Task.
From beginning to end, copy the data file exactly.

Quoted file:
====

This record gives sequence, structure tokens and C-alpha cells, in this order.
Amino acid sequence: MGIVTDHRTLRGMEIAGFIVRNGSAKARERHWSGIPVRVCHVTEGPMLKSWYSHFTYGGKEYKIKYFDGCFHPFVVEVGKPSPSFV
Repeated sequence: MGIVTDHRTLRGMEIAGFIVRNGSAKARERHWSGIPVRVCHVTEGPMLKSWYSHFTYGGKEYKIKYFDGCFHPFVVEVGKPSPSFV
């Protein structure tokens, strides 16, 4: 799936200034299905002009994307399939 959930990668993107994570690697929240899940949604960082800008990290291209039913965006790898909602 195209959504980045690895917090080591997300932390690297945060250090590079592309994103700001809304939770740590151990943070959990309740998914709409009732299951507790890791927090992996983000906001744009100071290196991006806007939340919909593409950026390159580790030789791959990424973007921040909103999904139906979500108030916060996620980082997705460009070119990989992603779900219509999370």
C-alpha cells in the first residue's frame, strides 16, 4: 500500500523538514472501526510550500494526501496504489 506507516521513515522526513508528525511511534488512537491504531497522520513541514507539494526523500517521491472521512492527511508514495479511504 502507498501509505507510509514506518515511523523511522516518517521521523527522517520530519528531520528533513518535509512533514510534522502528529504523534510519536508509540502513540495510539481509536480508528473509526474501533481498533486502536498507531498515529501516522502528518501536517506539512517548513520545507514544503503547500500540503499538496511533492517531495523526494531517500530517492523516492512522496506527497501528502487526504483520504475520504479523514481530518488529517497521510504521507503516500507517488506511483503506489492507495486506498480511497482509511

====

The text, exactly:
This record gives sequence, structure tokens and C-alpha cells, in this order.
Amino acid sequence: MGIVTDHRTLRGMEIAGFIVRNGSAKARERHWSGIPVRVCHVTEGPMLKSWYSHFTYGGKEYKIKYFDGCFHPFVVEVGKPSPSFV
Repeated sequence: MGIVTDHRTLRGMEIAGFIVRNGSAKARERHWSGIPVRVCHVTEGPMLKSWYSHFTYGGKEYKIKYFDGCFHPFVVEVGKPSPSFV
């Protein structure tokens, strides 16, 4: 799936200034299905002009994307399939 959930990668993107994570690697929240899940949604960082800008990290291209039913965006790898909602 195209959504980045690895917090080591997300932390690297945060250090590079592309994103700001809304939770740590151990943070959990309740998914709409009732299951507790890791927090992996983000906001744009100071290196991006806007939340919909593409950026390159580790030789791959990424973007921040909103999904139906979500108030916060996620980082997705460009070119990989992603779900219509999370």
C-alpha cells in the first residue's frame, strides 16, 4: 500500500523538514472501526510550500494526501496504489 506507516521513515522526513508528525511511534488512537491504531497522520513541514507539494526523500517521491472521512492527511508514495479511504 502507498501509505507510509514506518515511523523511522516518517521521523527522517520530519528531520528533513518535509512533514510534522502528529504523534510519536508509540502513540495510539481509536480508528473509526474501533481498533486502536498507531498515529501516522502528518501536517506539512517548513520545507514544503503547500500540503499538496511533492517531495523526494531517500530517492523516492512522496506527497501528502487526504483520504475520504479523514481530518488529517497521510504521507503516500507517488506511483503506489492507495486506498480511497482509511